How and when can you be placed under arrest?

Arrest is not simply an act; it is a legal state of detention. If it is carried out unlawfully, then issues of false imprisonment and assault by a police officer may arise.


Whether detention by police is for a brief period on a footpath or for several hours in a police station, you need to be aware that it is in fact a form of imprisonment, either lawful or unlawful.


When can police place you under arrest?


Broadly speaking, there are two ways in which police can place a person under arrest:

  1. Arrest with a warrant; or

  2. Arrest without a warrant.


Arrest with a warrant


Under the Police Powers and Responsibilities Act 2000 (“PPRA”), a police officer may apply to a Justice for a warrant to arrest a person for an offence (s369). The application must be sworn and state the grounds on which the warrant is sought.


The Justice may only issue an arrest warrant if they are satisfied that there are reasonable grounds for suspecting (s371):


  1. that the person has committed the offence; and

  2. for an offence other than an indictable offence, proceedings by way of complaint and summons or notice to appear for the offence would be ineffective, including because the person can not currently be located or served with a complaint and summons or notice to appear for the offence.


An arrest warrant must state the following (s372):


  1. the name of the applicant for the warrant and the applicant's rank, registered number and station;

  2. that any police officer may arrest the person named in the warrant;

  3. the offence the person is alleged to have committed.


Once issued, it is lawful for any police officer acting under a warrant to arrest the person named in the warrant. In these circumstances, arrest includes apprehend, take into custody, detain, and remove to another place for examination or treatment (s369).


Arrest without a warrant


In practice, it is often impractical for a police officer to apply to a Justice for a warrant to arrest a person suspected of committing a crime. Because of this, many arrests occur without a warrant either at the scene of the crime or throughout the course of a police investigation.


Generally speaking, the PPRA provides that a police officer may arrest a person without a warrant if they hold a reasonable suspicion a person has committed or is committing an offence (s365). The grounds that must be satisfied to perform an arrest without a warrant are very broad and apply to both simple and indictable offences.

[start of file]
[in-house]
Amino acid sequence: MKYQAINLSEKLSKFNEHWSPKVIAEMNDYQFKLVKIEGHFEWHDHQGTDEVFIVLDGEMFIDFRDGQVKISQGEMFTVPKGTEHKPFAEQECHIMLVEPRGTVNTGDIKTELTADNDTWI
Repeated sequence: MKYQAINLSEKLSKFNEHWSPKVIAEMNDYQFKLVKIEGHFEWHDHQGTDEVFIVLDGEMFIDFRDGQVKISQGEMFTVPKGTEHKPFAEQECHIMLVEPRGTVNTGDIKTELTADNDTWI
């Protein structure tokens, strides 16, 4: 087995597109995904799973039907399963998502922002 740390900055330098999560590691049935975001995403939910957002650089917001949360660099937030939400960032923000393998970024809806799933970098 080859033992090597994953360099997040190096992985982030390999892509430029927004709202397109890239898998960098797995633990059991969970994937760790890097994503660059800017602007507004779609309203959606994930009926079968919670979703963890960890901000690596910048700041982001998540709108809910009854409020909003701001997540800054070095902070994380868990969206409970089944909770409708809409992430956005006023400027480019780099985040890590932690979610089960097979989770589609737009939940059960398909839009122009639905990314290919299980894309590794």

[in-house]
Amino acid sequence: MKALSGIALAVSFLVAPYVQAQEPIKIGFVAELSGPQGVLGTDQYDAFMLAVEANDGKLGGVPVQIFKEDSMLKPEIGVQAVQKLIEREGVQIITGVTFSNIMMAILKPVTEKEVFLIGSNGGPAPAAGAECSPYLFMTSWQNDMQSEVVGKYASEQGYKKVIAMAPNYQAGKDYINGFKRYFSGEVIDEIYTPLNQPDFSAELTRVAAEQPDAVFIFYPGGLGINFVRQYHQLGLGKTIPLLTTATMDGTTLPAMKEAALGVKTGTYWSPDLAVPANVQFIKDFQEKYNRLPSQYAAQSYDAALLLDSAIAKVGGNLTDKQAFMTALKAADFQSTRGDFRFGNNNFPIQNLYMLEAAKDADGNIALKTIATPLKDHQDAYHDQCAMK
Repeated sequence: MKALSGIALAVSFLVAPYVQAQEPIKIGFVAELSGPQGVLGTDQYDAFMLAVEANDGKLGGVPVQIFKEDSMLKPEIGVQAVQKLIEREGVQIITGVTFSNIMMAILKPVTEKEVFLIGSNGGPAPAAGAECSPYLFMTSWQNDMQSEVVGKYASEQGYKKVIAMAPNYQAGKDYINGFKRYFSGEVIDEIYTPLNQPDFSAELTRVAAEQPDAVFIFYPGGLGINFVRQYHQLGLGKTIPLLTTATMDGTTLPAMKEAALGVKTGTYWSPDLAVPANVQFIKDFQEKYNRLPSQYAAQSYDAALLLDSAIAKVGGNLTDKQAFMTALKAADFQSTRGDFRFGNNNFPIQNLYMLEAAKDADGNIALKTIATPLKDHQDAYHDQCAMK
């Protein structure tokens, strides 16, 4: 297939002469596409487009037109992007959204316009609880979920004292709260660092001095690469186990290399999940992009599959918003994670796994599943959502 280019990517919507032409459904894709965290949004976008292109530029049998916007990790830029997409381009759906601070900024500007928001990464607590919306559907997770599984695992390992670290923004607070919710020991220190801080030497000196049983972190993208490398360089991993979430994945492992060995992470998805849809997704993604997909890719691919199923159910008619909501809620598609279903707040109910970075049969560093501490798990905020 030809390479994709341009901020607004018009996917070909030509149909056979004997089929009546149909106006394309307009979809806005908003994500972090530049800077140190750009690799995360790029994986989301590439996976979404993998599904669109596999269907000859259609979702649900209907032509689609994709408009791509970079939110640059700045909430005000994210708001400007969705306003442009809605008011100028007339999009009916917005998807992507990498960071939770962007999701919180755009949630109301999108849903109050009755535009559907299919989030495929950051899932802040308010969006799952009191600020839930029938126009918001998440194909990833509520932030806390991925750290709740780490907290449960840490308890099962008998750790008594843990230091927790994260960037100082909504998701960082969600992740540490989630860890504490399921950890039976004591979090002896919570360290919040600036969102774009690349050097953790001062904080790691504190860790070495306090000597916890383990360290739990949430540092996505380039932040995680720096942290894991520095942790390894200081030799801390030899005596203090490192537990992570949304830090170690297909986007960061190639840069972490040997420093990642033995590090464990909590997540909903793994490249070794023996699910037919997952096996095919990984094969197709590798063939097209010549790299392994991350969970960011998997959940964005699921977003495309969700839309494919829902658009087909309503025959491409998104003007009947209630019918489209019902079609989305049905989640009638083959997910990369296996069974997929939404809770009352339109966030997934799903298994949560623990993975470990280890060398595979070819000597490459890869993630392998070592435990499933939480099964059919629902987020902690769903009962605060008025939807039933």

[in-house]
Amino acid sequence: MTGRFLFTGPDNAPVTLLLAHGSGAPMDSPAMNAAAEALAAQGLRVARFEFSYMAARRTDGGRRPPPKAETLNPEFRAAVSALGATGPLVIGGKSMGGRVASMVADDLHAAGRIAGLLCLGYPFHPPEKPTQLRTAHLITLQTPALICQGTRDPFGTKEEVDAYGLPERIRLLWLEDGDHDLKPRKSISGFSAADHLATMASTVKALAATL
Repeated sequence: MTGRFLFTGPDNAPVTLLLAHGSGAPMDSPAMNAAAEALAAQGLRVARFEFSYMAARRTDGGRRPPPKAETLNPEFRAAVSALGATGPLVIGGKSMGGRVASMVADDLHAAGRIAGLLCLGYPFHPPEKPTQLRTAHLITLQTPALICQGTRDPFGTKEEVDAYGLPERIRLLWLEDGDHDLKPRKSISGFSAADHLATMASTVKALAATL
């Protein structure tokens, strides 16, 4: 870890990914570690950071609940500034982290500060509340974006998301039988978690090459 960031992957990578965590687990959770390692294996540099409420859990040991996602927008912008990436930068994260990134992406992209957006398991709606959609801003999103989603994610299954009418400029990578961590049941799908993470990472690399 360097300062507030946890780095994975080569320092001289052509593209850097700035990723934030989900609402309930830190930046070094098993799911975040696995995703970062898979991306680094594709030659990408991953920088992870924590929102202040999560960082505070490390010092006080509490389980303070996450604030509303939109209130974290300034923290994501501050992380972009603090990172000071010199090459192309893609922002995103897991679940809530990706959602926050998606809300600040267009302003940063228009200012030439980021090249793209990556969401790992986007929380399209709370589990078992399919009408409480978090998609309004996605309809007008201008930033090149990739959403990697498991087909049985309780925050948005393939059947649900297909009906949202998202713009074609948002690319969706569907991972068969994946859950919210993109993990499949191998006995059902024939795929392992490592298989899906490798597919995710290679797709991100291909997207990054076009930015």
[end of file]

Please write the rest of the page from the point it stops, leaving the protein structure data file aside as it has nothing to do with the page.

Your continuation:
Example: If you were found in possession of drugs (i.e. Ecstasy, marijuana, and cocaine) outside a nightclub, this would provide a police officer with a reasonable suspicion of an offence having been committed and to place you under arrest without a warrant.


It is also lawful for a police officer without warrant, to arrest a person the police officer reasonably suspects has committed or is committing an indictable offence, for questioning the person about the offence, or investigating the offence (s365). Though this only applies to indictable offences, it provides police with broad powers to arrest and detain without charge.


As soon as practicable after arrest, a police officer must inform the person that they are under arrest and the nature of the alleged offence (s391).


If at any stage after arrest, a police officer considers there is insufficient evidence to maintain the charge, the officer has a duty to release the person (s376).


An arrest is a serious infringement upon a person’s liberty and should be avoided wherever possible. There is provision under the PPRA for police to issue a person with a Notice to Appear instead of placing them under arrest (s382-389). A Notice to Appear is an obligation for a person to appear in court on a specified date. It is far more preferable for a person to be issued with a Notice to Appear, as it does not require them to be arrested and detained in police custody for any period of time. The decision to issue a Notice to Appear is entirely at the police officer’s discretion.

Please reload

© Mcginness & Associates Lawyers  | Disclaimer  | Privacy Policy